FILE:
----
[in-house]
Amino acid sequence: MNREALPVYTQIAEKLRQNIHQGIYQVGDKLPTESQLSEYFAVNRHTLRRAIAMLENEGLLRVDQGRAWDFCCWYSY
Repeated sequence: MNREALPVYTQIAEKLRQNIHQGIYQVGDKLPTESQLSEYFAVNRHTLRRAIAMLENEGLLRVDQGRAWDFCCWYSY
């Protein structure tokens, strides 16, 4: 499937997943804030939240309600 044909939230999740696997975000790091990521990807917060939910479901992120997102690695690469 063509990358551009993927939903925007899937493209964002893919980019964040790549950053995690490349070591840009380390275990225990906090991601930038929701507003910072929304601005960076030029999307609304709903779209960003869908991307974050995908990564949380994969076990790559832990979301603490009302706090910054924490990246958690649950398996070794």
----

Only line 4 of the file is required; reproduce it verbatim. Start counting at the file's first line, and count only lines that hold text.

């Protein structure tokens, strides 16, 4: 499937997943804030939240309600 044909939230999740696997975000790091990521990807917060939910479901992120997102690695690469 063509990358551009993927939903925007899937493209964002893919980019964040790549950053995690490349070591840009380390275990225990906090991601930038929701507003910072929304601005960076030029999307609304709903779209960003869908991307974050995908990564949380994969076990790559832990979301603490009302706090910054924490990246958690649950398996070794």